• sandybettis

      What was the issue?

  • Edward Letourneau

    I wish the ACLU would do something for the greater good, like challenge the constitutionality of the Vermont education tax system. Now that would bring the organization respect.

    • Dennis Works

      Edward Letourneau: I wish people would learn what the ACLU does “for the greater good”. It’s so easy for people to denigrate the ACLU without actually learning what they do for the greater good on a daily basis. There can be no greater effort to that end then to be a relentless watchdog over government to ensure it does not overstep its constitutional authority and thus restrict our rights as citizens.

      • Steve Baker

        Love the saying “the greater good”…Hmmm where have we heard that before?

        • Dennis Works

          Steve Baker: Ummm… the phrase “the greater good” has been uttered many times by people of different political persuasions. In this particular instance I was answering Edward Letourneau’s wish that “the ACLU would do something for the greater good…”

          • David Bell

            Dennis, you beat me to it… astounding Steve honestly did not follow this.

          • Steve Baker

            I wonder if the ACLU pays well for advocacy

      • Matt Young

        Oh good, I will wait for their call

      • Matt Young

        Then they must have buried their heads in the sand over public education

      • Donna Boutin

        ACLU is a relentless watchdog over government since when?? Where was the ACLU when the Vt government over stepped the Vt Constitution, where was the ACLU when obama by pass the Congress? Where is ACLU on the 2nd amendment when obama was trying to take away our rights? Where was ACLU when the couple were sued for not making a damn wedding cake for a gay couple..The couple had tons of rights but not the owners.. Maybe ACLU were good yrs and yrs ago but not anymore..Seems to me that illegals from all over have more rights then American Citizens..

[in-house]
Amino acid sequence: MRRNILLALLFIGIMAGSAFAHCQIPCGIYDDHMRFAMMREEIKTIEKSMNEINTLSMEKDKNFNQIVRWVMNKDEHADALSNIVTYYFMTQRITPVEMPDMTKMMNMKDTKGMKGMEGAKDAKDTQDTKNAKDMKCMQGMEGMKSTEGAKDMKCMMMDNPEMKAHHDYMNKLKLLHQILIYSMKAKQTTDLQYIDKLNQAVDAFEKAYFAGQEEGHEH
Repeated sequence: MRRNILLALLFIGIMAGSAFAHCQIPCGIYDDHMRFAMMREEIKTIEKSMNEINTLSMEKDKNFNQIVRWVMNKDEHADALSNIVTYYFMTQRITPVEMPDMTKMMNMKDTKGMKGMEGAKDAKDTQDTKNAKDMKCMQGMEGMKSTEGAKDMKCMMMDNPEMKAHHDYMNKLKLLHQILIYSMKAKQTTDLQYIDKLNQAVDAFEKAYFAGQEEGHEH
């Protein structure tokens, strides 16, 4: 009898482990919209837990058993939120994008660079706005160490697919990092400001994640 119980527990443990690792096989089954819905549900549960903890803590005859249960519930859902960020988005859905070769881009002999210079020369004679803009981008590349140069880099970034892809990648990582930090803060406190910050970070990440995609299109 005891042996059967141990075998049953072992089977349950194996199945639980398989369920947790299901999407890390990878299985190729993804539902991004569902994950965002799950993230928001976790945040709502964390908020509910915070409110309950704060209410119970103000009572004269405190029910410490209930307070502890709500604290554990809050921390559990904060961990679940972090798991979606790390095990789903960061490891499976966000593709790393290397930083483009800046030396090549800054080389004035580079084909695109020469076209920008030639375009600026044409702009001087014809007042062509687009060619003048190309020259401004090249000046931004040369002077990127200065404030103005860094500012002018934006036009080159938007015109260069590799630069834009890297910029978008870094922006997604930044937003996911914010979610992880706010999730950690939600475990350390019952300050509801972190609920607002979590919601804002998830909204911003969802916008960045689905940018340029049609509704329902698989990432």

• Steve Baker

    Lia Ernst and the ACLU continue to be on the wrong side of the American taxpayer, US law, in common sense. But then again, is that surprising given the ACLU’s history.
    Imagine if they put the same amount of time and effort into fighting our opiate crisis or corruption in state and federal government? After all as a corrupt unethical government exploit it’s citizens it takes our civil rights away.

    • Dennis Works

      Steve Baker: Please explain how the ACLU is “on the wrong side of the American taxpayer, US law, in (sic) common sense.” The ACLU fights for the legal rights and freedoms of ALL individuals, not just those on the left or those on the right or somewhere in between. Perhaps you would prefer if the federal government overstepped its constitutional authority without challenge or consequences? And where do you get the idea that it is the ACLU’s business to fight our drug problems? That is the responsibility of federal, state, and local governments, not the ACLU.

      • Steve Baker

        Where was the ACLU when Obama’s DOJ sued Arizona? Don’t tell they fight for ALL individuals. They certainly didn’t fight for ALL the Individuals that were targets of a weaponized IRS nor are they fighting to protect James Rosen and Sharyl Attkisson rights against government wire tapping. Oh ya, I don’t remember the ACLU standing in line to bring suit against US Citizens deliberately killed with Drone Strikes.
        The ACLU goes out of their way to ignore US immigration laws. Those laws protect the US taxpayer.
        “The ACLU will assure Muslim clerics and imams the right to pray on
        planes and at work, fight for an atheist’s rights to remove a cross, stand beside